Review: Youth on the March

There has been about four times where a random film maker messaged me on Facebook or Twitter asking me to review their random movie. I’ve ignored them every single time until now. And that’s honestly because the guy who asked me to watch his movie, Mike Retter, actually conversed with me multiple times before he asked me to give him a plug.

 

With that said, whenever Retter and I did converse, we were either being assholes to each other, or we were discussing whether Armond White was one of the best film critics of all time or a pretentious hack.

 

So off I went to see his movie, which I promised to do literally a month ago, but I kept putting it off for some reason or another.

 

Youth on the March is a stoner movie. It is shot vertically from start to finish, it’s almost entirely abstract, and it has almost no story.

 

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When I say that it’s shot vertically, I mean as if it was shot on an iPhone, like one of those people who made a video to post on Youtube, and discovered later that maybe he should’ve shot the video on landscape instead of portrait.

 

However, the choice to shoot vertically was done intentionally for Youth on the March, and I was honestly intrigued to find out why that decision was made. When the movie was over, I found no answer to be had except for aesthetic choices. And honestly, some of the shots were well complimented by the choice to shoot them vertically. Additionally, some of the scene transitions were an absolute delight to watch.

 

 

To say that Youth on the March has a “story” would be incorrect. It’s more like a week in the life of a young kid who smokes weed with his friends every day. We follow Gil, the aforementioned kid, through him feeding his dog, molding makeshift bongs, stirring shit up with his friends, masturbating, stuffing his face with food, seeking a romance with some girl, and occasionally dealing with some sort of Oedipus complex… or something.

Every single transition from one scene to the next is extremely jarring and has no sense of flow. It’s as if Gil warps from one place to the next absorbing no real meaning, consequences, or victories. This effect really compliments the idea that he’s constantly stoned, which I enjoyed. But in the end, I started to feel impatient with the entire story because it goes absolutely nowhere.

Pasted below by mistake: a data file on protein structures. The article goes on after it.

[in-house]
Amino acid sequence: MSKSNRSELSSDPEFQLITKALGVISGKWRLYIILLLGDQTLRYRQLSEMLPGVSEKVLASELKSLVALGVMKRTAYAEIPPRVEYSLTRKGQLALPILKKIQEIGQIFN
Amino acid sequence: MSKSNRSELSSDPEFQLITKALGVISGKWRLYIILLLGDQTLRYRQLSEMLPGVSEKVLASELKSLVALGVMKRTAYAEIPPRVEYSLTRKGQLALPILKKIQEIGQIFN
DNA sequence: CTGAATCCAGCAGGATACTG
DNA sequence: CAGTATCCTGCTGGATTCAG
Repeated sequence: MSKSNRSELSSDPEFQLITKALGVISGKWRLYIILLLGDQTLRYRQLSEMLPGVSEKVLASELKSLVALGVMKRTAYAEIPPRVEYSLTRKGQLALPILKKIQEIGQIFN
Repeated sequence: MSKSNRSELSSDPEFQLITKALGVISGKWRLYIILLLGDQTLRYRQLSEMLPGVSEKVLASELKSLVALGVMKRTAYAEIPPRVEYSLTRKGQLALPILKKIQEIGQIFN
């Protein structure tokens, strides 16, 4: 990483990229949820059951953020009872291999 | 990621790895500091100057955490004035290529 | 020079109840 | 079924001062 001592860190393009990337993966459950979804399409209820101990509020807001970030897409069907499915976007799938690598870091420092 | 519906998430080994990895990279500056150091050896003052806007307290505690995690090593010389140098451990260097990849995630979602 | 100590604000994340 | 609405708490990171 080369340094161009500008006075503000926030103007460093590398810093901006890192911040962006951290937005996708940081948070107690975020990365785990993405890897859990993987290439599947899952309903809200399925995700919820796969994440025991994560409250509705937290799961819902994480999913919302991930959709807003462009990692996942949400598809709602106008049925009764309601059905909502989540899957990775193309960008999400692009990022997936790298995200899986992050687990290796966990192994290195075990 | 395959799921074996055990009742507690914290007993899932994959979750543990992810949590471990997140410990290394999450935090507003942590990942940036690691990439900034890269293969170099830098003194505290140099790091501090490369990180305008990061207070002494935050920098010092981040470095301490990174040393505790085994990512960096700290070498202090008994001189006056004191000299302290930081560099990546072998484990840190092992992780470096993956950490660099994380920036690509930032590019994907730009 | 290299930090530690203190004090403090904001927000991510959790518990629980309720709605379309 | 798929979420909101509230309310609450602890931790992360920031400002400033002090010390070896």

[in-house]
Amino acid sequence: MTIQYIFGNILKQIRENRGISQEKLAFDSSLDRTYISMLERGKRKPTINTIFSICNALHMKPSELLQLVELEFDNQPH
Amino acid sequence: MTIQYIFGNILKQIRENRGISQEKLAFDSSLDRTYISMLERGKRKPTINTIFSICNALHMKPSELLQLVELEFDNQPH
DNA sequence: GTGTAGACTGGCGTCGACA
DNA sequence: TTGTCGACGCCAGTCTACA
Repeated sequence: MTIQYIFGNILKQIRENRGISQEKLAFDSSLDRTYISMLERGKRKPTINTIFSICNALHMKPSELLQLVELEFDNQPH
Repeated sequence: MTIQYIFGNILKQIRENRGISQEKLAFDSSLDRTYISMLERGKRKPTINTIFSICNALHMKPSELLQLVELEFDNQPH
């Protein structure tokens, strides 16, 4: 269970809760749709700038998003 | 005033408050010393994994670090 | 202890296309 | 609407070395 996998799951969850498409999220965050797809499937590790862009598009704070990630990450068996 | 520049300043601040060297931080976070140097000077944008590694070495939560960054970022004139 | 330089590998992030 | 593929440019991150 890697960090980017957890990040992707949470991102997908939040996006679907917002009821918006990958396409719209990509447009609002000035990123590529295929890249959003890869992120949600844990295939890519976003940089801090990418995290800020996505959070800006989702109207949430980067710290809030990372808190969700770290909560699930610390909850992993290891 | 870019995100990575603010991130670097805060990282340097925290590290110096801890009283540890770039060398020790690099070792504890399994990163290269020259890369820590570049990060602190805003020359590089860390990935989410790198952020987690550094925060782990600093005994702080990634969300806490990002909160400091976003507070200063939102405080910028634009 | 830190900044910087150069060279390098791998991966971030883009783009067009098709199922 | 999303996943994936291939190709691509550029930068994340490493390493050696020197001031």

And that’s one thing I was trying to look for throughout my entire experience with Youth on the March: some sort of progression of story. But it feels like every single occurrence, every single line of dialogue, everything is designed to make nothing progress. At the very end, there is a few changes in events, but none of it causes our main character to feel anything different or new.

 

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All of the actors in this movie performed well, but that might be because they were rarely ever given dialogue, and they were never given any sort of scenes that force them to have emotional depth. The very few times there is opportunity for emotional depth, the film never seems to follow through with it before jumping to the next non-sequitur.

Gil himself is extremely one-noted because throughout the entire movie, he never really cares about anything. Even that aforementioned romance doesn’t really go anywhere. Like everything else in the film, it got dropped to transition into a scene that had barely any connection to the previous one.

 

At first, this felt like a wild ride which I enjoyed, but after a while I became impatient and irritated because the film seems to try to avoid having any particular message, meaning, or substance.

 

What’s even more ironic about this is that I’ve had conversations with Retter about how I shouldn’t like certain movies because, in the end, they don’t really leave you with anything on a substantial level.

Well Mike, neither did Youth on the March.

 

Gil’s mother wears the same thing in every single scene (and the movie does span over at least four days). In fact, there are extremely few costume changes among all the actors. If I wanted to be generous to the movie, I would say that this accentuated the feeling of all of Gil’s days meshing together because of his pot smoking. However, for all I know, this could’ve just been because of the low-budget and/or laziness. I’ll just assume it’s the former.

 

Also, and this doesn’t really affect my grade of the film, but the end credits song was complete cancer. And I forced myself to listen to the song because I wanted to actually see if there were any “credits”, but there ended up not being any (though Retter did say there are a couple of things he needed touch up with the film).

 

 

So basically, I really enjoyed how Youth on the March was shot, and the film really takes advantage of the fact that it’s shot vertically (despite there being no reason for it). I really enjoyed the jarring scene transitions because it made me feel like I was on pot with Gil. But there never ended up being anything I loved about the movie.

There isn’t much that I hated about this movie either, but the one thing I did hate is a really crucial part of film: there’s no narrative, no story structure, no character arcs, no emotional extremes, no insertion of true conflict, nothing to justify Gil’s life turning into a movie. If I wanted to watch a guy constantly smoke pot, masturbate, play video games, and causing ruckuses at night, then I’d just film one of my pothead friends I don’t talk to anymore. And shoot, I’d even film him with my iPhone on portrait mode.

4 out of 10

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